- Comments from US Fed Chair Yellen were boringly consistent with an October ending of quantitative policy, and broadly consistent with the idea of a Q2 2015 interest rate increase. There was some warning given of the potential for an earlier tightening if data improves.
- The US retail sales data (in the detail) will add more than expected to Q2 GDP. Today we get industrial production, and also the Fed's Beige Book. The latter is helpful in gauging the health of small businesses, as well as labour market slack and credit creation.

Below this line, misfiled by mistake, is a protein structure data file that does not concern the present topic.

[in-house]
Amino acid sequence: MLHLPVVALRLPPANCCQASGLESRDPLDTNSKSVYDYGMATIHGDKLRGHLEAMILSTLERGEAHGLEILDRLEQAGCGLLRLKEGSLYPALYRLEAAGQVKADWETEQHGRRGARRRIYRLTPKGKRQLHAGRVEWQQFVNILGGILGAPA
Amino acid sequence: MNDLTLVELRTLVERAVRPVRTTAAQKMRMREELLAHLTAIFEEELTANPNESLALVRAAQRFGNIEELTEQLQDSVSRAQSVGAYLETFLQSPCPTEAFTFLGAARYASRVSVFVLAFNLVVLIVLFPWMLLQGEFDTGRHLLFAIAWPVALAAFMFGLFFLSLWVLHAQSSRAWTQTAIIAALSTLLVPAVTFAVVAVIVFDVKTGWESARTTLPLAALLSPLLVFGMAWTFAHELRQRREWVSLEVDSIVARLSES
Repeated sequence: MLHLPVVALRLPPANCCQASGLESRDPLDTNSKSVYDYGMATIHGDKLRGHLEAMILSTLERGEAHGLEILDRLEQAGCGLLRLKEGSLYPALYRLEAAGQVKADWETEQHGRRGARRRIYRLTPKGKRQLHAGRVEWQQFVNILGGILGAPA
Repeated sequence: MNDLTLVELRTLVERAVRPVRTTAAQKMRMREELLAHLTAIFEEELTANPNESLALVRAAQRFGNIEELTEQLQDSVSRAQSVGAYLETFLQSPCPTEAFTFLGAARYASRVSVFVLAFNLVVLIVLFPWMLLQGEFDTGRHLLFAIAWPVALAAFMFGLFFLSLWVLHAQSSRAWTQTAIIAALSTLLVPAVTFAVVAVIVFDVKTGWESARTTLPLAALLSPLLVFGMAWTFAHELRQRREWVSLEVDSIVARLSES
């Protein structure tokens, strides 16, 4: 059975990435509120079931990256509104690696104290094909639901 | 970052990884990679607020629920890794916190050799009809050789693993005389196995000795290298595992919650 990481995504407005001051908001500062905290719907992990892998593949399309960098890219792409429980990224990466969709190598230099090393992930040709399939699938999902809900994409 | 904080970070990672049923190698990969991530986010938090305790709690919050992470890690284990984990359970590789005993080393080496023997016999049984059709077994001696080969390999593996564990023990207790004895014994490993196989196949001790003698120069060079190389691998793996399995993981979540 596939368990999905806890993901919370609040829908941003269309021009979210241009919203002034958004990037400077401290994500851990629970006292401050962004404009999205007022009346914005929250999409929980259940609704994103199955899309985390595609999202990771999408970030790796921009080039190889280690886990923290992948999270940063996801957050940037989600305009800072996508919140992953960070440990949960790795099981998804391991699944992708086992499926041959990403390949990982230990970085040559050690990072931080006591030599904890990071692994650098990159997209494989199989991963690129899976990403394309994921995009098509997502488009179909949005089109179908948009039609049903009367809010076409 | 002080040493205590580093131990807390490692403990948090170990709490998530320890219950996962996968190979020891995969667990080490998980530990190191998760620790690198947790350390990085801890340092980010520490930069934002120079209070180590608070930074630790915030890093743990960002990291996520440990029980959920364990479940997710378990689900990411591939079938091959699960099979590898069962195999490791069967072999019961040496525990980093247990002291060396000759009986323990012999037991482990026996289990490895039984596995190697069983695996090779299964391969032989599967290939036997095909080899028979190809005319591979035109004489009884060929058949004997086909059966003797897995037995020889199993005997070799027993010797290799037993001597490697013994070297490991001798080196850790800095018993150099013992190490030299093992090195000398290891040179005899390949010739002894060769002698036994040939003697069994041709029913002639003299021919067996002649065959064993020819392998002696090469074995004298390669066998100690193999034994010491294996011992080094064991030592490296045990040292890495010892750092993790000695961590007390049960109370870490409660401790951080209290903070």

- Chinese second quarter growth was marginally stronger than expected (President Xi wants 7% to 7.5% growth, and funnily enough that is what he is getting). One has to have a naïve faith in the quality of Chinese data (or any GDP data) to see this as a major event for the rest of the world.
- European leaders gather together in the wake of that mighty Luxembourger, Mr Juncker, being confirmed as one of the three EU presidents. The UK releases labour market data in the wake of the stronger consumer price inflation figures yesterday.
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